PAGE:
ACL Crash: How to Decide Between Working Copy and Last Saved

An ACL project crashing can be a disappointing moment for any ACL user. Here is a summary of what you will see and some helpful tips to take into consideration when determining which option will be best in your situation. We’ll also show you how to make a copy so you can keep both versions in case you accidentally make the wrong choice.

The Options

When you go to reopen the project you are left with two options: Working Copy or Last-Saved version.


The working copy is a .AC file that is automatically created by ACL for every project and serves as a temporary auto-save file. All unsaved changes to the ACL project are recorded here so that the changes can be recovered if ACL closes unexpectedly.

The last-saved version is the .ACL file, and contains the project at the point in time that you last saved.

WARNING!!! By selecting the working copy, ACL will automatically overwrite the last saved version as soon as it is opened.

Deciding Factors

1-     How large is the project file?

2-     When was the file last modified?

3-     What were you doing?

First, review the file size and last modified date/time. To do this, find where your ACL project is located on your computer/network drive. Sort your folder by Type (so the .AC and .ACL files appear at the top) and compare the file size and modified date/time between the .ACL file (last-saved) and the .AC file (working copy).

June 2

  • Factor 1- File Size

Usually, a larger file size indicates that there is more content in the project. However, the data may be bad if it didn’t complete the analysis/command that ACL was in the middle of processing when it crashed. Depending on what you were doing (see below), it will not always be obvious that the analysis/command was mid-process when the project crashed. In addition, ACL frequently creates large temporary files to execute a command. These files will impact the size of the project, but may not be critical to your results. Temporary files may be misleading if you are relying on the file size to determine which option to select.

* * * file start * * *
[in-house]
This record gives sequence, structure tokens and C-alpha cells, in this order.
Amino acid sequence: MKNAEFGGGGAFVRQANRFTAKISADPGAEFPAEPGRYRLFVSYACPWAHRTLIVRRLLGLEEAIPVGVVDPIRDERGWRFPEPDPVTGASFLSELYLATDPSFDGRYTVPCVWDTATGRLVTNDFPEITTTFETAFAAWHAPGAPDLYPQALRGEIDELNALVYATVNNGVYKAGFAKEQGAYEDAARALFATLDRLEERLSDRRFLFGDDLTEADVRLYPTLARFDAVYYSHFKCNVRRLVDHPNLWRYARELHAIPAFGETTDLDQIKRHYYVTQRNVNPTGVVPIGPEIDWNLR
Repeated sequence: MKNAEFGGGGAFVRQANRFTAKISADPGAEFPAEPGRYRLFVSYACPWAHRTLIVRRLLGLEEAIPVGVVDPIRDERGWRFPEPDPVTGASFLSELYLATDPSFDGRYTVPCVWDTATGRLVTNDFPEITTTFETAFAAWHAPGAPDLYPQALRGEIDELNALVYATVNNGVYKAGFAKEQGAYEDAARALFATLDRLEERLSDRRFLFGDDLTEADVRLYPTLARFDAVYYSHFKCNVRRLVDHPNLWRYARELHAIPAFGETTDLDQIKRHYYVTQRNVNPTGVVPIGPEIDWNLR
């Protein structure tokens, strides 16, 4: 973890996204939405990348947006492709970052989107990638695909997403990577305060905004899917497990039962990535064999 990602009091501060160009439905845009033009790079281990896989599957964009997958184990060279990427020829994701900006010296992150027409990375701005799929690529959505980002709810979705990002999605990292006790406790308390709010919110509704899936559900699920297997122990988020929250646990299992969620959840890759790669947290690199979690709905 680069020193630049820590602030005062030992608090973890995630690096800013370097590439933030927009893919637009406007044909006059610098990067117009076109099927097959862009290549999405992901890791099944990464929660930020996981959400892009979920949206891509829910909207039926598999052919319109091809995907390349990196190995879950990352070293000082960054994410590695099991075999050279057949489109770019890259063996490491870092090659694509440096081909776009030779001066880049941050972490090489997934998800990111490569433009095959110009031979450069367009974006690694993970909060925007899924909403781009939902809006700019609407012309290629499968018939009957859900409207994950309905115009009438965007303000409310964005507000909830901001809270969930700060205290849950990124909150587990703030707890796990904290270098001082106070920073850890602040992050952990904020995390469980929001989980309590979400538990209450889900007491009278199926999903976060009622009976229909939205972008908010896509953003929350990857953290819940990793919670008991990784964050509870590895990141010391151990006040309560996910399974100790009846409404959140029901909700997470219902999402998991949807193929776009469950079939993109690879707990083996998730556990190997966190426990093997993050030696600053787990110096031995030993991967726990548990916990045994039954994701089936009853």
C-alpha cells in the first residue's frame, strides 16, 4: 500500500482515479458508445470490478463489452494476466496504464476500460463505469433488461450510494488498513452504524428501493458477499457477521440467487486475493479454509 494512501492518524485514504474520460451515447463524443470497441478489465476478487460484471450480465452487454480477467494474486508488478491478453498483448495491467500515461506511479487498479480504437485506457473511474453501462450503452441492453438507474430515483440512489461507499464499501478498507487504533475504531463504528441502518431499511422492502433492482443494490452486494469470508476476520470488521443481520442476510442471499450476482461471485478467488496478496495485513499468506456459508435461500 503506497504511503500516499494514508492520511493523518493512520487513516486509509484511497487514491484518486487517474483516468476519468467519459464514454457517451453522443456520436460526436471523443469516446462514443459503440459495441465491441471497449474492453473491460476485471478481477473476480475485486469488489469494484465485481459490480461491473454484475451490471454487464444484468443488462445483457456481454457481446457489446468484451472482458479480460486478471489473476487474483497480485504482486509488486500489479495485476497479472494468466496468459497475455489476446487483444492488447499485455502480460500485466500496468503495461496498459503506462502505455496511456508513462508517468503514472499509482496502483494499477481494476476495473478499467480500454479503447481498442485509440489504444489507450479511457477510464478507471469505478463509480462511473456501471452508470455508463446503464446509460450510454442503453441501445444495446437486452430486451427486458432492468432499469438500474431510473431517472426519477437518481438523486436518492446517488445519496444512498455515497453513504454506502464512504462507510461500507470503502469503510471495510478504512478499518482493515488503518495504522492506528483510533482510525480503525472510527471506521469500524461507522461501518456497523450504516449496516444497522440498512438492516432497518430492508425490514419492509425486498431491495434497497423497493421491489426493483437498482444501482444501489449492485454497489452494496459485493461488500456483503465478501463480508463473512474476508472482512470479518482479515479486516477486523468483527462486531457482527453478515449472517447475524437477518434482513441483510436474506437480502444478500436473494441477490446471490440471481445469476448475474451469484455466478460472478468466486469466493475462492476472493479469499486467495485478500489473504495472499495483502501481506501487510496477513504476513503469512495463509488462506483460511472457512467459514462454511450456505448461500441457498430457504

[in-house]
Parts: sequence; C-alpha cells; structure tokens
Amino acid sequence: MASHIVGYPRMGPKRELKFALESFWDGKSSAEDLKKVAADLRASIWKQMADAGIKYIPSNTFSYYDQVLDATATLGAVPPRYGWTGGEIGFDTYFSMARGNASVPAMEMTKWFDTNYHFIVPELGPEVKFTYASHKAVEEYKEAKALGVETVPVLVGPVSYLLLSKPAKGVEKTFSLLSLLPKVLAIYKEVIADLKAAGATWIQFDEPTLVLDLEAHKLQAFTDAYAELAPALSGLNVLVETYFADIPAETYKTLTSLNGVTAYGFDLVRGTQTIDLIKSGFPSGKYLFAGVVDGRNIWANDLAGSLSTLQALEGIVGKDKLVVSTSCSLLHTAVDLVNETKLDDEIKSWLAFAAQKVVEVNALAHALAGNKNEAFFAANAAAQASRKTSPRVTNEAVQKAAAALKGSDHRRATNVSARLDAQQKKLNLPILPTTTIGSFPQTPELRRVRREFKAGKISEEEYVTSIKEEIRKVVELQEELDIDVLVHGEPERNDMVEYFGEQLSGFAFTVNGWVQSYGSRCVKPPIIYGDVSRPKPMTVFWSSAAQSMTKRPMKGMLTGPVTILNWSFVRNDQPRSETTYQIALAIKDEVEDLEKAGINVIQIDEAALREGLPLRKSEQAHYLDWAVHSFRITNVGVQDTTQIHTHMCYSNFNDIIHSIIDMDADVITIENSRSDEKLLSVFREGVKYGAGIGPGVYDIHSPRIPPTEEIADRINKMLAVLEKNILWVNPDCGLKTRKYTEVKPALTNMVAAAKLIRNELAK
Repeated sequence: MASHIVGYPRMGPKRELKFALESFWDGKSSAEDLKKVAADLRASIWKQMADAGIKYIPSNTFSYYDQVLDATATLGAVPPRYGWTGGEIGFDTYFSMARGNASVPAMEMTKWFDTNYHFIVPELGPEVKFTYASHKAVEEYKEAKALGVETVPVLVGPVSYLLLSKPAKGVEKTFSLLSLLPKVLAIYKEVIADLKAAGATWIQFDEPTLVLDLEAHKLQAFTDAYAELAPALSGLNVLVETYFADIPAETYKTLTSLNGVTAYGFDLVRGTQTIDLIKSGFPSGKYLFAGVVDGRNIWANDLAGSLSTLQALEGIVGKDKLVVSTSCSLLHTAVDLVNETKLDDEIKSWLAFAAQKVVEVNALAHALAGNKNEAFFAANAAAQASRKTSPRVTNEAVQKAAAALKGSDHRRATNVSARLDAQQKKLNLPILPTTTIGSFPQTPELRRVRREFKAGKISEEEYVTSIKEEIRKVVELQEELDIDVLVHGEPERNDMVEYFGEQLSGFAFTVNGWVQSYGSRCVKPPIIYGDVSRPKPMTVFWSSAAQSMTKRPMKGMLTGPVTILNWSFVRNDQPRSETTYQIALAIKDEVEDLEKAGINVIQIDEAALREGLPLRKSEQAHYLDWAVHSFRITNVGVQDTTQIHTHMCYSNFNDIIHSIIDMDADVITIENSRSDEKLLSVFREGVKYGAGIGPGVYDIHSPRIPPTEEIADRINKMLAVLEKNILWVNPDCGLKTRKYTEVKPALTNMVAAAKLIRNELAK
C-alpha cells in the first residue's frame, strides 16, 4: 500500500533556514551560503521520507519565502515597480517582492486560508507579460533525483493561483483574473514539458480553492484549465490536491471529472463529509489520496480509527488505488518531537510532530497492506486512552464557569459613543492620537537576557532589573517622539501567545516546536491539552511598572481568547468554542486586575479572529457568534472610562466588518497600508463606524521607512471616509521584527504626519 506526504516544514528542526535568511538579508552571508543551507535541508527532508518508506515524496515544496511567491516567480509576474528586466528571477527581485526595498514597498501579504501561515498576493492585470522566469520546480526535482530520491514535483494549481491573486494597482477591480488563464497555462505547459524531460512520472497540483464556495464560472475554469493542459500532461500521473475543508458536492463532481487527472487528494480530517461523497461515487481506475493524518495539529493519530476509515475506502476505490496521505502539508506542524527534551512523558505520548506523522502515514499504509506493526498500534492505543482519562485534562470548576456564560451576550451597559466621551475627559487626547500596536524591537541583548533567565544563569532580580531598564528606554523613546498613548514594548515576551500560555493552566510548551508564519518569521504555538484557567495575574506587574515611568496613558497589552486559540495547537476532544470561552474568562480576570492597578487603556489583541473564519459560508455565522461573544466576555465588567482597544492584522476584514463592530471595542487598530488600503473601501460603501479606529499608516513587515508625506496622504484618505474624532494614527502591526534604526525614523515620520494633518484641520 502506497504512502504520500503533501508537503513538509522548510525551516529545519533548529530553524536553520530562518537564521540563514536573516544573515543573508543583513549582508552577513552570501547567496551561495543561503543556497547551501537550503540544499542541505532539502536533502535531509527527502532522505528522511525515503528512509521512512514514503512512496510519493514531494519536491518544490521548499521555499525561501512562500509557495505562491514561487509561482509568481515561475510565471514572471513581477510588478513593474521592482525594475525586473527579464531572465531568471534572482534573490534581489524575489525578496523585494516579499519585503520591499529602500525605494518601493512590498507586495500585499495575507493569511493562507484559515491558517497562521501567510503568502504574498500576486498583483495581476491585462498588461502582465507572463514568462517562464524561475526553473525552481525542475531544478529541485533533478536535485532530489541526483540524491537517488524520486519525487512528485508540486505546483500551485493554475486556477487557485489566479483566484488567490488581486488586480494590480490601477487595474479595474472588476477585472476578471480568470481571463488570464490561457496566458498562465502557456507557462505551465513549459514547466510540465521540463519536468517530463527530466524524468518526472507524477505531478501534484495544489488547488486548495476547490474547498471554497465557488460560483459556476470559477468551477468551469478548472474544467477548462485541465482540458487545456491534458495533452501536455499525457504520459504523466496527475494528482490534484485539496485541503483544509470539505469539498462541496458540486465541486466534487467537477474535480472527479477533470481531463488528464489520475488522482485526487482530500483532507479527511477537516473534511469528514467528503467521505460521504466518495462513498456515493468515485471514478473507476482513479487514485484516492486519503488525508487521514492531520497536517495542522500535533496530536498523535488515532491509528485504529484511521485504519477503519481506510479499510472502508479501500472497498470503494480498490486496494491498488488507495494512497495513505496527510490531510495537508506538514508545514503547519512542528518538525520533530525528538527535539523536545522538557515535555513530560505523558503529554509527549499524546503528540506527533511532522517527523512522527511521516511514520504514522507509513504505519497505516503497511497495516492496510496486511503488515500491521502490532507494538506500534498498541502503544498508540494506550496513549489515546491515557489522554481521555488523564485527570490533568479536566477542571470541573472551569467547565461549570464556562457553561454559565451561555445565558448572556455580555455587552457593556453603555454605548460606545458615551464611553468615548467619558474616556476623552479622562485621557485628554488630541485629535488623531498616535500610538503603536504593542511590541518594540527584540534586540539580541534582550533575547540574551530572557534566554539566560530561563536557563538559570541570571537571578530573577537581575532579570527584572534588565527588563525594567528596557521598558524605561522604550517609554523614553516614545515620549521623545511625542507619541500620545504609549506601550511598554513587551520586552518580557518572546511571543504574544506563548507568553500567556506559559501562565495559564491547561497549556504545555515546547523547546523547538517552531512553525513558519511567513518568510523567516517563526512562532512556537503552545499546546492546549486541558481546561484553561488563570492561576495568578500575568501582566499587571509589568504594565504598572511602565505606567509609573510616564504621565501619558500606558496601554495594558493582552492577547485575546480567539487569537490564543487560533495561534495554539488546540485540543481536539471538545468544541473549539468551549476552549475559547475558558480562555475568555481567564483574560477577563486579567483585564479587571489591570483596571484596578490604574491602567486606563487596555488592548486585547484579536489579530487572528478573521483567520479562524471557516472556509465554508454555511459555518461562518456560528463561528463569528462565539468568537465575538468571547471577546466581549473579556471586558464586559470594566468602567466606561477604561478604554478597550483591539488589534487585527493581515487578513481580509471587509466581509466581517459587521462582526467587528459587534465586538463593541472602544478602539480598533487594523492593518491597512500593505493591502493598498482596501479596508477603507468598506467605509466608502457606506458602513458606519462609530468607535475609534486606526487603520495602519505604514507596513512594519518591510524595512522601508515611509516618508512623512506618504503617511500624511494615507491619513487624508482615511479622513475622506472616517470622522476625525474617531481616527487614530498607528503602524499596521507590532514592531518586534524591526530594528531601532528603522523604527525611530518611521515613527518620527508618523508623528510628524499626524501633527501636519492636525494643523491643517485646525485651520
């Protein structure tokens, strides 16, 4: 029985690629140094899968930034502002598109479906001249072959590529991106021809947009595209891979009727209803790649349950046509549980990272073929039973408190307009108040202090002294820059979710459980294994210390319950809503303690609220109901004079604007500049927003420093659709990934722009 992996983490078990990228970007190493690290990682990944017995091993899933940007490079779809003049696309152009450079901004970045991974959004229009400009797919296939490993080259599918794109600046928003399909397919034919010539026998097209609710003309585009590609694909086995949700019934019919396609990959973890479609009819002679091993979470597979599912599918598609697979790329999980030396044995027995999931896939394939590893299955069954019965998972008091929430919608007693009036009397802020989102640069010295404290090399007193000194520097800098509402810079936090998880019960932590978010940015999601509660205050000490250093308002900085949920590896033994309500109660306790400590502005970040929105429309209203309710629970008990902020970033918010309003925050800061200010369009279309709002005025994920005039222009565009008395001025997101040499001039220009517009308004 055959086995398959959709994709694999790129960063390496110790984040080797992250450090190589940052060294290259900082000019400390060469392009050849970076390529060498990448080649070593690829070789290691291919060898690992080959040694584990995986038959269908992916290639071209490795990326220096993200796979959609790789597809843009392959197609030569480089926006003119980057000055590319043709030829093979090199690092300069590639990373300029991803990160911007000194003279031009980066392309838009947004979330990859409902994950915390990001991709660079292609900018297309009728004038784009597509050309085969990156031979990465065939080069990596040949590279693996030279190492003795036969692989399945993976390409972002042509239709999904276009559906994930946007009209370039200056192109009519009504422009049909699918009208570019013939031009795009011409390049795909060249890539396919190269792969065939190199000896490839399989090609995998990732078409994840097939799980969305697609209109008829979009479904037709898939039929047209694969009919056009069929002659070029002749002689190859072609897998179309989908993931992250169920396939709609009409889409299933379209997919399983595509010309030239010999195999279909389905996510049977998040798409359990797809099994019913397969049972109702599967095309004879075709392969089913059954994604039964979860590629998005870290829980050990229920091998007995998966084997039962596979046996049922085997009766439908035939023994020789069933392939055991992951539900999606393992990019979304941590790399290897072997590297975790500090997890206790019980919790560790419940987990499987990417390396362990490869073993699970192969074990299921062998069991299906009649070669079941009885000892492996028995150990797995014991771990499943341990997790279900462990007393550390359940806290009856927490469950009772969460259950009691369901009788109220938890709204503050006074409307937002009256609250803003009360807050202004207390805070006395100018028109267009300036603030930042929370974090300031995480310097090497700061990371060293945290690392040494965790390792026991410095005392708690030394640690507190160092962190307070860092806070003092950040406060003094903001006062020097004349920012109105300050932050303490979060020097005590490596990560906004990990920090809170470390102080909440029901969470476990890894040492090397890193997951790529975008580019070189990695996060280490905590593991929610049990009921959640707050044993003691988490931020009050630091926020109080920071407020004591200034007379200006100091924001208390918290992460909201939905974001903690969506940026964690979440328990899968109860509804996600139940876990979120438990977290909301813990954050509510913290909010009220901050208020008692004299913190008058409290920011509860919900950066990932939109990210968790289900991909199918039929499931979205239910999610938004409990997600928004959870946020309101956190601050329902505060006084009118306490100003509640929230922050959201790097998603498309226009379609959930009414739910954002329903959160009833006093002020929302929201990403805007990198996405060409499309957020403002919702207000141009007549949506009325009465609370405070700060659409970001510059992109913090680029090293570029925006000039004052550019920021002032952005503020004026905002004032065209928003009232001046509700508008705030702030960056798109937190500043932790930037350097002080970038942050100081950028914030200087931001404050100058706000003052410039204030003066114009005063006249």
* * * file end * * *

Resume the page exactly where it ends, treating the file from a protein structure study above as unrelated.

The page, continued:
• Factor 2- Last Modified Date/Time

If you know the last time/date you added or modified something that you need, you may want to consider this factor more heavily than the project size when choosing which file to open.

  • Factor 3- What was ACL Doing?

After comparing the file size and last modified date, determine what you were in the middle of doing when ACL crashed. Knowing what ACL was doing when it crashed is likely to be the most critical factor to determining which option to pick.

A few examples of things that you may have been doing are listed below. If none of the options below describe what you were doing, skip ahead to the “When You Don’t Know” selection below.

Importing Data– The larger size file likely has more data, but may be incomplete… you may want to consider the modified time and go with the option that you know is correct/complete.

Performing Analysis with a Command-  This is a tough call. You may want to default to the “When you don’t know” selection below just to be safe.

Writing a Script-  Scripts typically do not significantly impact the file size. The most recent file may be your best bet.

Running an Analysis Script-  This is also a tough call. You may want to default to the “When You Don’t Know” selection below just to be safe.

Running a Clean-Up Script-  The smaller size file is likely the most up to date.

When You Don’t Know- Play it Safe

If you are not 100% sure which one to choose, you can always select cancel and create a copy of both files and save it as a different name. If you discover that the selected copy is not what you want, simply close the project and open the re-named copy that you created. If necessary, you can change the file extension from .AC to .ACL to open your re-named copy.